The V-domain Ig-containing suppressor of T-cell activation (VISTA) protein is a new immunological checkpoint protein with immunotherapeutic promise. However, its role in endometrial cancer is not well understood. The purpose of this study was to look at VISTA expression and its connections with clinicopathological characteristics, molecular subtypes, programmed cell death-ligand 1 (PD-L1) expression, CD8+ T-cell count, and survival in a group of 839 endometrial cancer patients. 

Researchers classified endometrial malignancies into four molecular categories using direct sequencing of the polymerase epsilon (POLE) exonuclease domain and immunohistochemistry for mismatch repair (MMR) proteins and p53: POLE ultramutated, MMR-deficient, p53-mutant, and nonspecific molecular profile (NSMP). Immunohistochemistry was used to identify PD-L1, CD8, and VISTA. VISTA was found in 76.6% (643/839) of the immune cells and 6.8% (57/839) of the tumor cells.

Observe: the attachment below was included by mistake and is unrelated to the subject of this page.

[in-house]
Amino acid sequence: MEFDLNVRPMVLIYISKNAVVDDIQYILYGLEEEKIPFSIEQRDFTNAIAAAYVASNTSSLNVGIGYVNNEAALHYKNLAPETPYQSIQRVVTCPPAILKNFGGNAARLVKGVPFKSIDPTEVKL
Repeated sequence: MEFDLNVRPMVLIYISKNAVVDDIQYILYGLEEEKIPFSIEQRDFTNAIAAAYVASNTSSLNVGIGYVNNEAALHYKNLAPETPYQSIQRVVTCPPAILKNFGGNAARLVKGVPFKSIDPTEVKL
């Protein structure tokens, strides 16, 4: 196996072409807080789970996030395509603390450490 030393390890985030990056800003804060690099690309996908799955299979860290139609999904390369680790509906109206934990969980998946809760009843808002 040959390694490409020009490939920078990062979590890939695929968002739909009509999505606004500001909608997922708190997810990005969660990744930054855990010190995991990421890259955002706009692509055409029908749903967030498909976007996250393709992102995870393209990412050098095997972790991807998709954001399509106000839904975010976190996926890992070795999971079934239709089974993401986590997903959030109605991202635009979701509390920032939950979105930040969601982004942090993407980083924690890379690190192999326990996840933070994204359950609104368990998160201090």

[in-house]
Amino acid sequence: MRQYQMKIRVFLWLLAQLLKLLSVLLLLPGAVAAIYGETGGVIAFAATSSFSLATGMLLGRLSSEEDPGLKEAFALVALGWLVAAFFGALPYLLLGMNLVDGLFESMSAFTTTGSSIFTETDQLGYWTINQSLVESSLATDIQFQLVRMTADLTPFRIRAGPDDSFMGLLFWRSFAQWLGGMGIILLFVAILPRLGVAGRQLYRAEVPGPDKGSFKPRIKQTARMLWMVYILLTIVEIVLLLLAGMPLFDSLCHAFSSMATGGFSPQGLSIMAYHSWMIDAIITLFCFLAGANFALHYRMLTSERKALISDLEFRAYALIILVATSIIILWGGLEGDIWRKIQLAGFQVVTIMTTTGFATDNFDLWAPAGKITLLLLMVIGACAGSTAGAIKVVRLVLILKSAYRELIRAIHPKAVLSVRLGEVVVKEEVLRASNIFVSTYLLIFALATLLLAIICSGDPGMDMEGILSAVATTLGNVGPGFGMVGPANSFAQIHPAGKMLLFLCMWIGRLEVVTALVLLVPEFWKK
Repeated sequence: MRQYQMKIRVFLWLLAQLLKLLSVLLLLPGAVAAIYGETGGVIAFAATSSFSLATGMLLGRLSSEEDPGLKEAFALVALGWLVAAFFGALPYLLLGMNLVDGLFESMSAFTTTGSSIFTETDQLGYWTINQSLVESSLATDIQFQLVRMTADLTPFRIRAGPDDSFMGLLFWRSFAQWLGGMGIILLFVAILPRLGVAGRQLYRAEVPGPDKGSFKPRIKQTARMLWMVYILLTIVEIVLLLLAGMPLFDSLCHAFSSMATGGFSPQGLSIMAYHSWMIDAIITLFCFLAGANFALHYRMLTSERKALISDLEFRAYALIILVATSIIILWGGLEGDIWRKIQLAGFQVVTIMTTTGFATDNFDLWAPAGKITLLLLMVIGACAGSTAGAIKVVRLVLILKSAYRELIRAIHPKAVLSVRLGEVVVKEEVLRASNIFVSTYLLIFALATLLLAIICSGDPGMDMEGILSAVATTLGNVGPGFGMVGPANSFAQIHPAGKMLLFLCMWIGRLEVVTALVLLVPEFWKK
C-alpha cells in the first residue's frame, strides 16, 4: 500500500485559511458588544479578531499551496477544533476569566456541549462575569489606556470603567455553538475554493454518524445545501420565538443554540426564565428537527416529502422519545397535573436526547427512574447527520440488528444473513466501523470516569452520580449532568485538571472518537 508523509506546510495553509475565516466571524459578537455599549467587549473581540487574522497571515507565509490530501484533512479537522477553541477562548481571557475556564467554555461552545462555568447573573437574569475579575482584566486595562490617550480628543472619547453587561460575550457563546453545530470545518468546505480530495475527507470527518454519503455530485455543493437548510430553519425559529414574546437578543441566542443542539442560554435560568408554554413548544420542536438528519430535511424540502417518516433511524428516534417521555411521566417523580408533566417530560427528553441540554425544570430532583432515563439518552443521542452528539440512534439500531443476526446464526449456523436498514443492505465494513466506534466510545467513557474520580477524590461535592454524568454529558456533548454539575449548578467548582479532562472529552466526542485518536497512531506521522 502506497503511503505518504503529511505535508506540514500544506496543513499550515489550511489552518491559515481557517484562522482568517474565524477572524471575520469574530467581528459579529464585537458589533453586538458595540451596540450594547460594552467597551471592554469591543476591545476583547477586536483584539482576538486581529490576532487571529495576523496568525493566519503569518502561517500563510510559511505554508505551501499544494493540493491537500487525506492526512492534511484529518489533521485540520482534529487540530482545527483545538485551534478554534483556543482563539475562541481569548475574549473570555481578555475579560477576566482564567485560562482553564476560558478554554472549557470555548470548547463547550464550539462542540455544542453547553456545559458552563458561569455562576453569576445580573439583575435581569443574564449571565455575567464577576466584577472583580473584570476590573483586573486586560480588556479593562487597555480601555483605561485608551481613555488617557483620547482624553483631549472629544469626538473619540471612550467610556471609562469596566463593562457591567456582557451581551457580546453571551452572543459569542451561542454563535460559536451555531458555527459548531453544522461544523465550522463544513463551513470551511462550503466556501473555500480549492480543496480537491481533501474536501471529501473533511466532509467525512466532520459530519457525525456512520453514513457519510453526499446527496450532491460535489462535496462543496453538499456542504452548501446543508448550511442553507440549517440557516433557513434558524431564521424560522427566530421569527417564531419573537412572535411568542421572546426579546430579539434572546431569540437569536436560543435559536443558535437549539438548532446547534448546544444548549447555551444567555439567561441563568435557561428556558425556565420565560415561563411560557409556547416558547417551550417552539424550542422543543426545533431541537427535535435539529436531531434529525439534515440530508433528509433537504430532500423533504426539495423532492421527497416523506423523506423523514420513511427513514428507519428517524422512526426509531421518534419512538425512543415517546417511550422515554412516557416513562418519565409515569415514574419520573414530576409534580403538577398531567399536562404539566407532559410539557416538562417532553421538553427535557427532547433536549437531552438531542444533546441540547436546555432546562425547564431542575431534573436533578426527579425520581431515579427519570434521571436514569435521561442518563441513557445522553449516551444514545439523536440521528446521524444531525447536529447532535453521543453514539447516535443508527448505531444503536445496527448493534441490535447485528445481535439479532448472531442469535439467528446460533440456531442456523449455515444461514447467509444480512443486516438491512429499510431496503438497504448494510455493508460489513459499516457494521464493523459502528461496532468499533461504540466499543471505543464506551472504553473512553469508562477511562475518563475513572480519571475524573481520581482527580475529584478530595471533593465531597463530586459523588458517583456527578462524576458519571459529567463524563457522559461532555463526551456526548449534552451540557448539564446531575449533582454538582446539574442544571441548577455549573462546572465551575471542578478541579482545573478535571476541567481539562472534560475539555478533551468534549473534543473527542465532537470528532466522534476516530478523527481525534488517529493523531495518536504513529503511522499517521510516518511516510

VISTA was found in 76.6% (643/839) of the immune cells and 6.8% (57/839) of the tumor cells in the samples. Immune cell VISTA positivity was more common in tumor stages I–III, those with positive PD-L1 or high CD8+ T-cell density, and those exhibiting POLE ultramutated and MMR-deficient subtypes. Furthermore, in clear cell carcinoma samples, VISTA positive in tumor cells was more common. VISTA in immune cells was related to increased survival across the board, including endometrioid histology, stage I, PD-L1-negative, MMR-deficient, MMR-proficient, and high and low number of CD8+ T-cell-infiltration tumor groupings. Independent of molecular subtype or CD8+ T-cell density, VISTA in immune cells was a predictive factor in patients with endometrioid histology.